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BY-NC-ND 3.0 license Open Access Published by De Gruyter October 1, 2006

Aggressive behaviour in Montagu’s harrier Circus pygargus during the courtship period

Jarosław Wiącek
From the journal Biologia

Abstract

Aggressive behaviour of Montagu’s harrier was observed during the pre-laying period in the 1992–1995 seasons on the calcareous marshes of Chelm in Eastern Poland. In total, 435 flights performed by 24 pairs of individually marked harriers were analysed. All flights were performed in relation to the territory of defence. Males performed 61% of aggressive interactions while females performed 39%. Intraspecific and interspecific aggression comprising direct attacks (58%), escorts (13%), pursuits (28%) and “mirror behaviour” (1%) were described for the first time. Interspecific aggressive behaviour occurred only near territory boundaries. The main intruders were marsh harriers Circus aeruginosus breeding on the same marshes. Occasionally, harriers attacked curlews Numenius arquata, short-eared owls Asio flammeus, magpies Pica pica, hooded crows Corvus corone cornix, common buzzards Buteo buteo or hobbies Falco subbuteo. Four cases of communal mobbing were observed. Three to five males from the neighbourhood attacked the intruders together. Intraspecific aggressive behaviour was observed in the pair territory, near the boundary or at a distance of up to 100 m from the defended area. Aggressive interactions performed by both sexes were more frequent towards birds of the same sex. Females defended their territories more aggressively against females. Similarly, males were more aggressive against males. All cases of aggressive behaviour were observed near harrier territories. Aggressive relations between birds outside breeding territories or when foraging around marshes were not observed.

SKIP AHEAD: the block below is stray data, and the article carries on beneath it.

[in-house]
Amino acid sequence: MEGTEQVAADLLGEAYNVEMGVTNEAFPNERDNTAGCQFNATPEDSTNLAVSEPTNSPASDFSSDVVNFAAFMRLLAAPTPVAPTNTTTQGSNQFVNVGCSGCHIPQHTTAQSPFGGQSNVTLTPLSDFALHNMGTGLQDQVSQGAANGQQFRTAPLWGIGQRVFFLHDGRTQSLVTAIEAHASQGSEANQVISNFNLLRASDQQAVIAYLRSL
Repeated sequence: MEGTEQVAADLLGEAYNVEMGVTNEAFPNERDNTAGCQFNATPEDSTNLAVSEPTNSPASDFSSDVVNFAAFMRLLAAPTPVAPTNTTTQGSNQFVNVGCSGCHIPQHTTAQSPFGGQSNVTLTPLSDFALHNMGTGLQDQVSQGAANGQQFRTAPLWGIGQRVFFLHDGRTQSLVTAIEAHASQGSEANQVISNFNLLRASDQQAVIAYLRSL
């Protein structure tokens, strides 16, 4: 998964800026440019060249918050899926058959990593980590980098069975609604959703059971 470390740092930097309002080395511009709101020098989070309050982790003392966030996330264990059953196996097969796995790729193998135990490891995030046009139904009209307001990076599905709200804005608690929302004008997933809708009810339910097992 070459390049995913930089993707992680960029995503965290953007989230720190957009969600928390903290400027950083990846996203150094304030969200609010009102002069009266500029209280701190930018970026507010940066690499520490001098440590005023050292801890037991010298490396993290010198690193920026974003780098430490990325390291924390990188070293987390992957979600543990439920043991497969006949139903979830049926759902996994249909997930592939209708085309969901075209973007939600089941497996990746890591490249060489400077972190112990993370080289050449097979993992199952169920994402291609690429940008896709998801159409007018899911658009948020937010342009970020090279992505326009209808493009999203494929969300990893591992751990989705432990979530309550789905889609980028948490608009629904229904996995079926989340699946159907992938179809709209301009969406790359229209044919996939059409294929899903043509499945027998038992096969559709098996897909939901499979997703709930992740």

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Published Online: 2006-10-1
Published in Print: 2006-10-1

© 2006 Institute of Zoology, Slovak Academy of Sciences

This work is licensed under the Creative Commons Attribution-NonCommercial-NoDerivatives 3.0 License.

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